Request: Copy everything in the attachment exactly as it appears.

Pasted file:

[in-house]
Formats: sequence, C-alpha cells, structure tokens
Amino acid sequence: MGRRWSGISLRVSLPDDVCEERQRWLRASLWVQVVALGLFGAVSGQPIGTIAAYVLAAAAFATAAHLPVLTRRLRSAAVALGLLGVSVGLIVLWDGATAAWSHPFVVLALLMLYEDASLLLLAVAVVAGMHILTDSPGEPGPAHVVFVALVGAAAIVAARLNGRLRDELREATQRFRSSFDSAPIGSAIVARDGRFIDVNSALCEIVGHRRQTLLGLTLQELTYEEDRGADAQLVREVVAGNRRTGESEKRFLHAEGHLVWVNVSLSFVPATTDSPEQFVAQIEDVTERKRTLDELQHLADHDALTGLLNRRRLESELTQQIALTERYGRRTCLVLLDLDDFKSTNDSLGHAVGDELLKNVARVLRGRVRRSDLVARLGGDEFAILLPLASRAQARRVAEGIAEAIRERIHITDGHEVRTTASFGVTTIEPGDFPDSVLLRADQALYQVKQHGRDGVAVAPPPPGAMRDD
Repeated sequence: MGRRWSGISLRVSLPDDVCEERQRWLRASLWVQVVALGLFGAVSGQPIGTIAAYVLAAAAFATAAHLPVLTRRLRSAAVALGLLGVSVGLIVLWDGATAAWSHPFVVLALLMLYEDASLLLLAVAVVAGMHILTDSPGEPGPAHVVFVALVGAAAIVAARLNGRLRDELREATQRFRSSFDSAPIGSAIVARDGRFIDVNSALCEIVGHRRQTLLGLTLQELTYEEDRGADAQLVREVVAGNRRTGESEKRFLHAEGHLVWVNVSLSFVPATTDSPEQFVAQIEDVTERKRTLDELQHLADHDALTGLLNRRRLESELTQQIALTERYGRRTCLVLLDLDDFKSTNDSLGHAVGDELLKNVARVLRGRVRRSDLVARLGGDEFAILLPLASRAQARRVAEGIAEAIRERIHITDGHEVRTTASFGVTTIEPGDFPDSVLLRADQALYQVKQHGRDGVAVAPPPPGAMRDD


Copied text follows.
[in-house]
Formats: sequence, C-alpha cells, structure tokens
Amino acid sequence: MGRRWSGISLRVSLPDDVCEERQRWLRASLWVQVVALGLFGAVSGQPIGTIAAYVLAAAAFATAAHLPVLTRRLRSAAVALGLLGVSVGLIVLWDGATAAWSHPFVVLALLMLYEDASLLLLAVAVVAGMHILTDSPGEPGPAHVVFVALVGAAAIVAARLNGRLRDELREATQRFRSSFDSAPIGSAIVARDGRFIDVNSALCEIVGHRRQTLLGLTLQELTYEEDRGADAQLVREVVAGNRRTGESEKRFLHAEGHLVWVNVSLSFVPATTDSPEQFVAQIEDVTERKRTLDELQHLADHDALTGLLNRRRLESELTQQIALTERYGRRTCLVLLDLDDFKSTNDSLGHAVGDELLKNVARVLRGRVRRSDLVARLGGDEFAILLPLASRAQARRVAEGIAEAIRERIHITDGHEVRTTASFGVTTIEPGDFPDSVLLRADQALYQVKQHGRDGVAVAPPPPGAMRDD
Repeated sequence: MGRRWSGISLRVSLPDDVCEERQRWLRASLWVQVVALGLFGAVSGQPIGTIAAYVLAAAAFATAAHLPVLTRRLRSAAVALGLLGVSVGLIVLWDGATAAWSHPFVVLALLMLYEDASLLLLAVAVVAGMHILTDSPGEPGPAHVVFVALVGAAAIVAARLNGRLRDELREATQRFRSSFDSAPIGSAIVARDGRFIDVNSALCEIVGHRRQTLLGLTLQELTYEEDRGADAQLVREVVAGNRRTGESEKRFLHAEGHLVWVNVSLSFVPATTDSPEQFVAQIEDVTERKRTLDELQHLADHDALTGLLNRRRLESELTQQIALTERYGRRTCLVLLDLDDFKSTNDSLGHAVGDELLKNVARVLRGRVRRSDLVARLGGDEFAILLPLASRAQARRVAEGIAEAIRERIHITDGHEVRTTASFGVTTIEPGDFPDSVLLRADQALYQVKQHGRDGVAVAPPPPGAMRDD